[The Integrated Food Security Phase Classification (IPC) is a set of standardized tools that aims at providing a "common currency" for classifying the severity and magnitude of food insecurity.]

Source: http://www.fews.net/southern-africa

V. Rainfall and temperature forecast

In summation, the forecasting system remains uncertain on a specific direction of rainfall i.e. as to whether it may be below normal or above normal. Temperatures are expected to be above normal except in the southwest where they may be cooler. Users are encouraged to continually check updates i.e. seasonal forecasts and utilize 7 day weather forecasts for short term planning.

VII. Conclusions and recommendations

Drought continues in the Western Cape and parts of the Northern Cape, and the seasonal forecast still indicates uncertainty on the specific direction of the rainfall during the remainder of winter for the country. Temperatures are anticipated to be above normal across the country but below normal in the south-western parts of the country. With the seasonal forecast in mind, and the current conditions, farmers are advised to continue to conserve water and other resources in accordance with the Conservation of Agricultural Resources Act 1983, (Act No. 43 of 1983). Winter crop farmers should wait for sufficient moisture before planting and stay within the normal planting window. They are also advised to be conservative in their planting i.e. planting density/cultivar/area being planted. In addition they should consider drought tolerant cultivars where possible. Irrigation farmers should reduce the planting area in line with water restrictions in their areas. Farmers should follow the weather and climate forecast regularly so as to make informed decisions.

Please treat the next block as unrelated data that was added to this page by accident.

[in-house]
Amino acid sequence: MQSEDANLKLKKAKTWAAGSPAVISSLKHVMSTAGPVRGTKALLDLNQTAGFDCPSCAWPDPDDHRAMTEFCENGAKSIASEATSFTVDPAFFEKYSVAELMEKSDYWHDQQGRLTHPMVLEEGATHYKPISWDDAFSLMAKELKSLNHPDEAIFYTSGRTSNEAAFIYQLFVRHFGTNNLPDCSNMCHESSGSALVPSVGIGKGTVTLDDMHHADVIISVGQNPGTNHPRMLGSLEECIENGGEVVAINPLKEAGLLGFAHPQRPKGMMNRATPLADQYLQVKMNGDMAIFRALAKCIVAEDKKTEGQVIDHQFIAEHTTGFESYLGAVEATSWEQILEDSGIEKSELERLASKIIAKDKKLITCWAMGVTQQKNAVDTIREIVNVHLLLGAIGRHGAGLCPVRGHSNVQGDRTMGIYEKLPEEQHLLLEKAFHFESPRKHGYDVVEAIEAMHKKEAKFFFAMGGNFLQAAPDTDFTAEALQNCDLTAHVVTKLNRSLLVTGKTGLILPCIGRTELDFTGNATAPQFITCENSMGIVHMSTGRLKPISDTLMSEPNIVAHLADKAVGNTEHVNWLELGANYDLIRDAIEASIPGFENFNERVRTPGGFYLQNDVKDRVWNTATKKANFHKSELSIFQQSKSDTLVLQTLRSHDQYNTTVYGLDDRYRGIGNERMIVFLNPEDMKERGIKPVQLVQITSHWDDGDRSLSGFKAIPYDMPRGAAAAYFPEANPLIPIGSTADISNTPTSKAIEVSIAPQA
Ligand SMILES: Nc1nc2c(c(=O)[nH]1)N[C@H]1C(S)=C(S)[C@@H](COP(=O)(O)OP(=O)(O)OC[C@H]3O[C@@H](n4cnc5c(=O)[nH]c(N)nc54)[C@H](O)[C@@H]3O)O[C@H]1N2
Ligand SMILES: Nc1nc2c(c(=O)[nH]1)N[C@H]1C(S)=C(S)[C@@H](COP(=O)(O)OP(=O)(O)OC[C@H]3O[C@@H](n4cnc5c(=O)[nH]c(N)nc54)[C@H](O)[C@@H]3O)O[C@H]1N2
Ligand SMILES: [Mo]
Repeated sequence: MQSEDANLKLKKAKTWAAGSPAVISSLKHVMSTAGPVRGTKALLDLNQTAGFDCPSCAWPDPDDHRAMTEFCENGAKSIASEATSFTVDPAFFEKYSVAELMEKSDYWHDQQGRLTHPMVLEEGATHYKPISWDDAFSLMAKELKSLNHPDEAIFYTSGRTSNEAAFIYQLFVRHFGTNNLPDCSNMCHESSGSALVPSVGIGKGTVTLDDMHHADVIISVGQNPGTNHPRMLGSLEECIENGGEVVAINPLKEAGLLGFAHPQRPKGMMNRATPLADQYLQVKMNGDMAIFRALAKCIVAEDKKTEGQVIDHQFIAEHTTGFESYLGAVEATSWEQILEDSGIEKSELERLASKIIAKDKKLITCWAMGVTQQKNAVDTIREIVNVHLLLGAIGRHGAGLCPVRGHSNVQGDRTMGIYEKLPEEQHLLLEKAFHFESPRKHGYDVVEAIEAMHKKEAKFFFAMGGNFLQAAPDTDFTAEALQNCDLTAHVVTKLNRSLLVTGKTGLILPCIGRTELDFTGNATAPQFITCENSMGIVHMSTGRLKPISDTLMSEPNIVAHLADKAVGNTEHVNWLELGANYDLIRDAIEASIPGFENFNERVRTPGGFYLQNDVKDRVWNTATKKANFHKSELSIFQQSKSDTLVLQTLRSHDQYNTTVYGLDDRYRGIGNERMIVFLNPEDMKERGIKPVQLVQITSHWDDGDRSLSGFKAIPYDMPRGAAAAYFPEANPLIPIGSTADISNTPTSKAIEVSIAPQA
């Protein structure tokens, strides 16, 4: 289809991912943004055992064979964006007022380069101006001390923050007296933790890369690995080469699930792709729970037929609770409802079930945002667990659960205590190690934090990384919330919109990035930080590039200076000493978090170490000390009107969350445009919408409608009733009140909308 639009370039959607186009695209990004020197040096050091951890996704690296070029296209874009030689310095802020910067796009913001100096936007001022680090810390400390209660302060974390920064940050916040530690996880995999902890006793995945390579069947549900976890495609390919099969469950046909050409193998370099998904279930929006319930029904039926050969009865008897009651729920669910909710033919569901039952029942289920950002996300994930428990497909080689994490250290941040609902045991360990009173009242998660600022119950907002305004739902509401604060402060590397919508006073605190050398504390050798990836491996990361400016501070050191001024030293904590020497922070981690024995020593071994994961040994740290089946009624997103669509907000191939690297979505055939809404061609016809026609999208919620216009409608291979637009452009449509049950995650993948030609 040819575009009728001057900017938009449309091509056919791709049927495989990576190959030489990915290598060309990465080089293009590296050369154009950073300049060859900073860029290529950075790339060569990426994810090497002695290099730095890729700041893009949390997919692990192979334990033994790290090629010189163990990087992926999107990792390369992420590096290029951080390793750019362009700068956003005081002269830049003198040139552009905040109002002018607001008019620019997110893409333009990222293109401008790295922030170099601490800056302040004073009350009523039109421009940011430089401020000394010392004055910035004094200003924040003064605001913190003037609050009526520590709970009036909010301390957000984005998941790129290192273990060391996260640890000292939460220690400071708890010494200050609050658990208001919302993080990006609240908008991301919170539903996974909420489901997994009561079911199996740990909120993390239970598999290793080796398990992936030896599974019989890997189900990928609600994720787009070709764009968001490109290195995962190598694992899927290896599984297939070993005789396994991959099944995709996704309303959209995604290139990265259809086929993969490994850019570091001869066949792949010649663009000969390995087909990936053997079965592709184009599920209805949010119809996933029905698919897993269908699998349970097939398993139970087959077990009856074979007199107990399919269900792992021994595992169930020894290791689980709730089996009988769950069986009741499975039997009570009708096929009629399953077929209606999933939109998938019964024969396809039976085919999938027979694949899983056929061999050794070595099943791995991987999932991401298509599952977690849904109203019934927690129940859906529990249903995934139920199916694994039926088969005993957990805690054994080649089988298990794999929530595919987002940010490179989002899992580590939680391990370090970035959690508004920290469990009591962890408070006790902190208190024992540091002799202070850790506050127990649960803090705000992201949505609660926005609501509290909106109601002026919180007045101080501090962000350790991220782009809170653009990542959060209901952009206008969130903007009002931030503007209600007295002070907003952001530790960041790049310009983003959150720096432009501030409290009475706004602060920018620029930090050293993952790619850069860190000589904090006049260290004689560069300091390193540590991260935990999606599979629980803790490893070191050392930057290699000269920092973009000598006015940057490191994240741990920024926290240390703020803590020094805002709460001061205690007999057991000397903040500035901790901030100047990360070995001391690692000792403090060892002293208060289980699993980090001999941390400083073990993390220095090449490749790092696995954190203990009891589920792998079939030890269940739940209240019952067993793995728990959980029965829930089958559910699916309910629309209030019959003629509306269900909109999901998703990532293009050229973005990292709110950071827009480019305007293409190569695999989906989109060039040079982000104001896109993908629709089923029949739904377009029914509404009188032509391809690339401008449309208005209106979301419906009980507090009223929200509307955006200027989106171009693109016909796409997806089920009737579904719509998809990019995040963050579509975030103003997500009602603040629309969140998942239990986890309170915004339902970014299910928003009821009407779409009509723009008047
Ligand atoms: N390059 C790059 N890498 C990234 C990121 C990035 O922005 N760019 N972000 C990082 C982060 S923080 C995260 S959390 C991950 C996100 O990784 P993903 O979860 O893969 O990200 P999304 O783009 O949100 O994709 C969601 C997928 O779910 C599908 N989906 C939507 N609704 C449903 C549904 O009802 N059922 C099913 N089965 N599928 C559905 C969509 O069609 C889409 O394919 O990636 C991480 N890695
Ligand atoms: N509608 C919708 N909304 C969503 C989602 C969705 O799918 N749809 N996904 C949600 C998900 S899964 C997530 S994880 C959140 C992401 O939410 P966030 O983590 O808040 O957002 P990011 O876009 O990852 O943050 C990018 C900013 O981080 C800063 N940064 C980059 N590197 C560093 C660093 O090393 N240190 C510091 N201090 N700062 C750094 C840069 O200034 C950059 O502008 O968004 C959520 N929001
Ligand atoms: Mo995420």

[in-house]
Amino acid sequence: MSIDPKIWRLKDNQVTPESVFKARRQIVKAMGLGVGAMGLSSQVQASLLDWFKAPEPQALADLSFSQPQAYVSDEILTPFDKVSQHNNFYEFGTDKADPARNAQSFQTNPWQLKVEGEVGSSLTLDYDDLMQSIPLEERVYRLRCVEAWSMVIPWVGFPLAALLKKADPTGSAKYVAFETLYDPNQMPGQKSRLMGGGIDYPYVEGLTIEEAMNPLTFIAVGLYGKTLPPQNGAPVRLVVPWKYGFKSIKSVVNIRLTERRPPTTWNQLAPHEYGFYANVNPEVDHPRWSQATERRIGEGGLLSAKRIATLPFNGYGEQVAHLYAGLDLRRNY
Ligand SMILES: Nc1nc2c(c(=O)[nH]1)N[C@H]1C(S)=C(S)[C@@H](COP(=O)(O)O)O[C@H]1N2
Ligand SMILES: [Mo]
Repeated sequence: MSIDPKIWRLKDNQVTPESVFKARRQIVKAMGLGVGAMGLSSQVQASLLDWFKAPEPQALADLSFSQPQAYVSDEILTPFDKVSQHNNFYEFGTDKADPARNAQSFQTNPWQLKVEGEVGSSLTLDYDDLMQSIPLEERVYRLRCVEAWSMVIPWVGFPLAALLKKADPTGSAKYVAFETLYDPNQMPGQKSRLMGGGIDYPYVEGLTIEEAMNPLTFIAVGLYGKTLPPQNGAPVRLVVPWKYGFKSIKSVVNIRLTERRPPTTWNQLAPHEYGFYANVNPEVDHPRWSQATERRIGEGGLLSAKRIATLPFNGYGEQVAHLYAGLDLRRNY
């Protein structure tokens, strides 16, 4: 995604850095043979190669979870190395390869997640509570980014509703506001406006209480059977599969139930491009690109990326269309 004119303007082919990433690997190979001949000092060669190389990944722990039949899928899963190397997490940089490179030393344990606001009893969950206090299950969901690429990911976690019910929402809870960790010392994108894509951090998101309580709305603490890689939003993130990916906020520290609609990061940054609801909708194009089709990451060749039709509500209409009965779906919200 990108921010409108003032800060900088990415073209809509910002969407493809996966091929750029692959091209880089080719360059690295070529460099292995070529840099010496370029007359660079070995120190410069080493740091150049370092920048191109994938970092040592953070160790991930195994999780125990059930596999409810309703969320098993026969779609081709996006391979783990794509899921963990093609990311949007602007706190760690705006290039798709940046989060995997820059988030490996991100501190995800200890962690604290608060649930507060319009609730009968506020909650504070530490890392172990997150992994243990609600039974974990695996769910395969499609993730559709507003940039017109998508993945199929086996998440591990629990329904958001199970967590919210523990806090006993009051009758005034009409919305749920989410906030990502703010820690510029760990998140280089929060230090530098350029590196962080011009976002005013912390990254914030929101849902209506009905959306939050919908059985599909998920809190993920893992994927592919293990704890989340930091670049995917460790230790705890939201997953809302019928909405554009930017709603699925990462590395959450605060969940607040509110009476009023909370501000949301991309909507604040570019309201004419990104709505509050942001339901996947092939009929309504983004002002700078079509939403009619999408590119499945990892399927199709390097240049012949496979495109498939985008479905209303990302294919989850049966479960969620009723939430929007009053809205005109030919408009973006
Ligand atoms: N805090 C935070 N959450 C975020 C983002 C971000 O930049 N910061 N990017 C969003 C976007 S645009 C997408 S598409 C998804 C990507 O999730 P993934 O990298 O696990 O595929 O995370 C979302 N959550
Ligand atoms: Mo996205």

Livestock must continually be kept in line with carrying capacity of the veld, and be provided with additional feed such as relevant licks. They should also be provided with enough water points on the farm as well as shelter during bad weather conditions. As the veld is dry in summer rainfall areas this increases the risk of veld fires. Therefore creation of fire belts should be prioritized as well as adherence to veld fire warnings. Episodes of cold spells and localized flooding resulting from frontal systems will continue to occur during the remainder of winter and precautionary measures should remain in place e.g. moving livestock to a safe location during inclement weather. Farmers are encouraged to implement measures provided in the early warning information issued.

Challenges of communication facilities in most districts in the provinces inhibit both dissemination and access to information and thus undermining the effectiveness of an early warning system.

Continuous support to Early Warning Committee and National Agro-Meteorological committee members will ensure the effective dissemination of early warning information as an integral component of an effective Early Warning System in support of disaster risk reduction.

Participation in the established study groups and Fire Protection Associations among farming communities will encourage knowledge sharing, good farming practices as well as effective implementation of the disaster risk reduction measures. Reporting of disaster risk issues to the local office including diseases and pests outbreak will ensure immediate attention and controlling of incidences.

The following form part of the recommendations in the full advisory for disaster risk reduction:

Contingency plans for drought in winter rainfall areas.

Adherence to the Conservation of Agricultural Resources Act (No. 43 of 1983).

DAFF through CCDM will continue to revisit the provinces for monitoring and evaluation purposes.

Source: Government of South Africa